Happy National Taco Day! To celebrate I decided to take a local Hawaii dish and make it a taco. (Note, local Hawaii food is not the same as Hawaiian food – people often get the terms mixed up. Check out this post from Onolicious Hawaii for an explanation.)
What is furikake salmon?
Furikake salmon is made by layering nori furikake, sometimes mixed with a little panko for crunch, on a salmon fillet. It is baked and served with a sauce (teriyaki butter sauce, for example). Add a scoop or two of rice, an island staple, and you have a delicious meal. Best of all, you can get this as a plate lunch from many local eateries.
What is a furikake salmon taco?
Fish tacos are nothing new. They originated in Baja and often feature fish that is batter-fried or grilled. For these tacos, salmon is baked with its furikake/panko topping. It is then flaked into bite-sized pieces, placed into a warm, soft tortilla with an Asian slaw. It is topped with a spicy mayo, some sesame seeds, and a squeeze of lime. There you have it, a tasty fusion known as the furikake salmon taco.
Are there any shortcuts?
Salmon is pretty quick to cook but if you’re in Hawaii, you could probably buy the salmon already prepared (save the rice for fried rice the next day).
You can purchase premade slaw mix in the produce section of your grocery store. Add a bottle of your favorite Asian dressing to your basket and that’s the slaw nearly made. You can even find bottles of sriracha mayonnaise.
As with many of my recipes, you don’t have to follow this one to the letter. Make these tacos your own or make them with what you have. Experiment with flavors, like I do, to find a fusion that you like.
Happy Taco Day!Print
Based on a local Hawaii dish, this is a delicious and easy fish taco.
6 4” flour tortillas
For the salmon
12 ounces salmon filets
1 1/2 tablespoons mayonnaise
1/2 teaspoon soy sauce
2 tablespoons furikake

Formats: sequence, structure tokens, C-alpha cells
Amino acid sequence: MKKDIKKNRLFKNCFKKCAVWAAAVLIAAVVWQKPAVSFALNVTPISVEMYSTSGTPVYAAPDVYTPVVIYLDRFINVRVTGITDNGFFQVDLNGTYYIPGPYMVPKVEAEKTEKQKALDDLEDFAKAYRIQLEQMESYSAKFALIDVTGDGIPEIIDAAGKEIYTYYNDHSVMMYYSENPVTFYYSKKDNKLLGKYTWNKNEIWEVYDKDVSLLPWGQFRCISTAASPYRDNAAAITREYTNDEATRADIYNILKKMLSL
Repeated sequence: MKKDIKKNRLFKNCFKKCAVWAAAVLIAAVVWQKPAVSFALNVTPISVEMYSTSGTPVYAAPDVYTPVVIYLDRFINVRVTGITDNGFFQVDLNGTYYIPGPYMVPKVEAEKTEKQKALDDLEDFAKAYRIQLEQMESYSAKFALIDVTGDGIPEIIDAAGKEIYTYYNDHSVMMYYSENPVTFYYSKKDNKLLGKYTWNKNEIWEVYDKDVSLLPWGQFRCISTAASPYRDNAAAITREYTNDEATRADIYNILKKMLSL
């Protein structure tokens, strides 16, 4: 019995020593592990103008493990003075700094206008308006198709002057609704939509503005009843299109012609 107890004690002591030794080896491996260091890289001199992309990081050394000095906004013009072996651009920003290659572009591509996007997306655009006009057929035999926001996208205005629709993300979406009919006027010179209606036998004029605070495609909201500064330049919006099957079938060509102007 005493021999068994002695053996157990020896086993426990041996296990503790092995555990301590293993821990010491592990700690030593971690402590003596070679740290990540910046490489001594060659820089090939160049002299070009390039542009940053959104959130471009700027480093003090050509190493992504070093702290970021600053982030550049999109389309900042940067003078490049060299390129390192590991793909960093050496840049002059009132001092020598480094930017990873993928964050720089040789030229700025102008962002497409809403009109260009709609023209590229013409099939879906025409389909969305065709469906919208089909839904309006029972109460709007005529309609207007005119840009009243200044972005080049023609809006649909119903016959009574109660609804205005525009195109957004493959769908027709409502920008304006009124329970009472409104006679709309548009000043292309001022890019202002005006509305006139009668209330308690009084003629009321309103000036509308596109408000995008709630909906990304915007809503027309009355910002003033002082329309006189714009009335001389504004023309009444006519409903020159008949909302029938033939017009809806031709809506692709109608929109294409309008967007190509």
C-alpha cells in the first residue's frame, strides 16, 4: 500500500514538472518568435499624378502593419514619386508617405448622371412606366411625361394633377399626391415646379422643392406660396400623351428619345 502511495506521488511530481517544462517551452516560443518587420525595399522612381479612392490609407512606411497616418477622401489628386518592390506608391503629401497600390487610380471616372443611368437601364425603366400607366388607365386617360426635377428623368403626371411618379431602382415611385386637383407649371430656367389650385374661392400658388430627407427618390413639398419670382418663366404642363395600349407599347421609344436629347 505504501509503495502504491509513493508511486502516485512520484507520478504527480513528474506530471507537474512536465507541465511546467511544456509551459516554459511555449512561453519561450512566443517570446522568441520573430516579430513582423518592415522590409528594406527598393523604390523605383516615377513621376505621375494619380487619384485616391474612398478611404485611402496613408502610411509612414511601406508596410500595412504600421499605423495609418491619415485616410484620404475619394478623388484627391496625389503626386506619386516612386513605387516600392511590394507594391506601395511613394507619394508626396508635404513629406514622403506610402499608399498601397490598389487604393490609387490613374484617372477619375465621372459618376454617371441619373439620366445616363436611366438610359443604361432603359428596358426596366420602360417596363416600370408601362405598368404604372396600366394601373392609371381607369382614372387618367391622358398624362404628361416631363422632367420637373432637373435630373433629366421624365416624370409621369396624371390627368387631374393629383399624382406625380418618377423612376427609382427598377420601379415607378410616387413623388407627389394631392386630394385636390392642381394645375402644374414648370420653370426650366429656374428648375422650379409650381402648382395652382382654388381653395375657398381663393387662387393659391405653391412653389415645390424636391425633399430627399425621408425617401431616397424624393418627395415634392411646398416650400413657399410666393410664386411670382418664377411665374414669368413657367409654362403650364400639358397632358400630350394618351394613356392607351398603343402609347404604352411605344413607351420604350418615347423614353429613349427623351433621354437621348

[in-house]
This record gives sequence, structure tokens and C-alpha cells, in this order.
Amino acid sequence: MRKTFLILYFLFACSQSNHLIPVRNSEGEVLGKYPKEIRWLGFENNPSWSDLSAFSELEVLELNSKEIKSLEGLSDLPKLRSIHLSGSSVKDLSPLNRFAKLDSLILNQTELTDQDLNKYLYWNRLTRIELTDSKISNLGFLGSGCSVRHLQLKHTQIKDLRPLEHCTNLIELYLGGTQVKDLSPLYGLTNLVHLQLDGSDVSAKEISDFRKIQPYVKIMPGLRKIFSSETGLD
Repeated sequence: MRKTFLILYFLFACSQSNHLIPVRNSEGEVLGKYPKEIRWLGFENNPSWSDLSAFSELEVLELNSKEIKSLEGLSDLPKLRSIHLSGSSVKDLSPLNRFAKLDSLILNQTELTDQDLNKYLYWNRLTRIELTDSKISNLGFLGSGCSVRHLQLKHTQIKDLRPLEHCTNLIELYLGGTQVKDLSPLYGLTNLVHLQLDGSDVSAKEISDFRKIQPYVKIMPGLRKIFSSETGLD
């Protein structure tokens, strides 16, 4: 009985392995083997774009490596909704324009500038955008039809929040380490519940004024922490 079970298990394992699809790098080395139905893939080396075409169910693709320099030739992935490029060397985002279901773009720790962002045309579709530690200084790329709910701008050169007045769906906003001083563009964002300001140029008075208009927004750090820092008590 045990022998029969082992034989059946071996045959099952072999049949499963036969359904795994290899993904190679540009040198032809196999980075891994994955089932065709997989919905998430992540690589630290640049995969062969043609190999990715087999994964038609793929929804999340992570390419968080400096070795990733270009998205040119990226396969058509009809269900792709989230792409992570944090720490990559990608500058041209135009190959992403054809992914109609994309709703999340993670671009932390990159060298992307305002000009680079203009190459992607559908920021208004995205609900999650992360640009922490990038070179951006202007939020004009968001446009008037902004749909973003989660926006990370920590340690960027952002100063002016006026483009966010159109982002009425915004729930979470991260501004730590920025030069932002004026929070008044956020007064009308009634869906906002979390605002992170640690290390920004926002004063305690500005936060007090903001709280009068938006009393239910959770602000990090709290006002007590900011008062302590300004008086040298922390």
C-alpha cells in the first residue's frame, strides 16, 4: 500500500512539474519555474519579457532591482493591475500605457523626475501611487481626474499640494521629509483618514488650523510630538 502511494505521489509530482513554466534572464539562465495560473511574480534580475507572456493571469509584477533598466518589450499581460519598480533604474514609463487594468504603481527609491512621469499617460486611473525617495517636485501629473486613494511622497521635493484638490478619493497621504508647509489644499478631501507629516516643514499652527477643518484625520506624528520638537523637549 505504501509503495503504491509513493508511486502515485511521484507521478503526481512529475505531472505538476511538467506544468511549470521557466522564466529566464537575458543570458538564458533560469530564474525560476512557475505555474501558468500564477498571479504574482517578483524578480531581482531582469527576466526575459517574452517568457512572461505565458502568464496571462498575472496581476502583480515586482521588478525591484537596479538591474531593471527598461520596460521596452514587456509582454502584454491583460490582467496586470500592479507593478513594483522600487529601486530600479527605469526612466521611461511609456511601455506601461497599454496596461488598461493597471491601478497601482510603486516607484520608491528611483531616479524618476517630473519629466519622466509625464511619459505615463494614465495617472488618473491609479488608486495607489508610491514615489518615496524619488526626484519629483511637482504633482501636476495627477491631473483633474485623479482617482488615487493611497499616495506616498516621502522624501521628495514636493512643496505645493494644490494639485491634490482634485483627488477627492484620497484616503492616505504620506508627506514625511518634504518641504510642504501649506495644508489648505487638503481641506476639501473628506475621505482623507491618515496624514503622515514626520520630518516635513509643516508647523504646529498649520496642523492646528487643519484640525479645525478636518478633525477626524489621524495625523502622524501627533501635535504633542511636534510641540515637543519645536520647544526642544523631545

2 tablespoons panko
Pepper, to taste
For the veggie slaw
2 cups cabbage, thinly sliced
1 scallion, thinly sliced (or to taste)
1/4 cup cilantro, torn or roughly chopped
1/4 cup bell pepper (red, yellow, or orange), sliced into thin matchsticks
For the slaw dressing
1/4 cup canola oil
1/8 cup rice wine vinegar
1 teaspoon granulated sugar
1/2 teaspoon salt
1/4 teaspoon black pepper
1/8 teaspoon sriracha, or to taste (optional)
For the garnish
4 tablespoons mayonnaise
1 teaspoon Sriracha, or to taste
Toasted sesame seeds
For the salmon
Preheat the oven to 350 degrees F. Line a baking sheet with foil and spray lightly with cooking spray. Lay salmon, skin-side down, on the baking sheet. Season lightly with fresh ground pepper (salt is not needed as there is salt from the soy sauce in the mayonnaise and from the furikake).
Mix together the furikake and panko. Set aside.
Combine the mayonnaise and soy sauce. Spread a thin layer of the sauce on the salmon filets. Top each fillet with the furikake/panko mixture. Bake 8-10 minutes.
Flake the salmon into bite-sized chunks.
For the veggie slaw
Measure the dressing ingredients into a half-pint mason jar. Close the jar and shake the ingredients to combine. Set aside.
Toss all the slaw vegetables together in a bowl. Add half of the dressing and toss well. Add more dressing if needed. Set aside.
To assemble the tacos
While the salmon is baking, combine the mayonnaise and sriracha.
Lightly toast the flour tortillas in a dry frying pan over medium heat – about 30-60 seconds per side.
To assemble the tacos, layer in the salmon and slaw. Drizzle with the sriracha mayo and top with a sprinkling of toasted sesame seeds. Serve with a squeeze of lime juice.
Feel free to use a pre-packaged slaw mix.
- Prep Time: 20 minutes
- Cook Time: 10 minutes
- Category: Main Dishes
- Cuisine: Hawaiian-American
- Serving Size: 3 tacos
- Calories: 1113.20
- Sugar: 8.13 g.
- Sodium: 1505.41 mg.
- Fat: 82.33 g.
- Saturated Fat: 11.72 g.
- Carbohydrates: 47.99 g.
- Fiber: 5.65 g.
- Protein: 45.64 g.
- Cholesterol: 123.04 g.
Keywords: salmon, furikake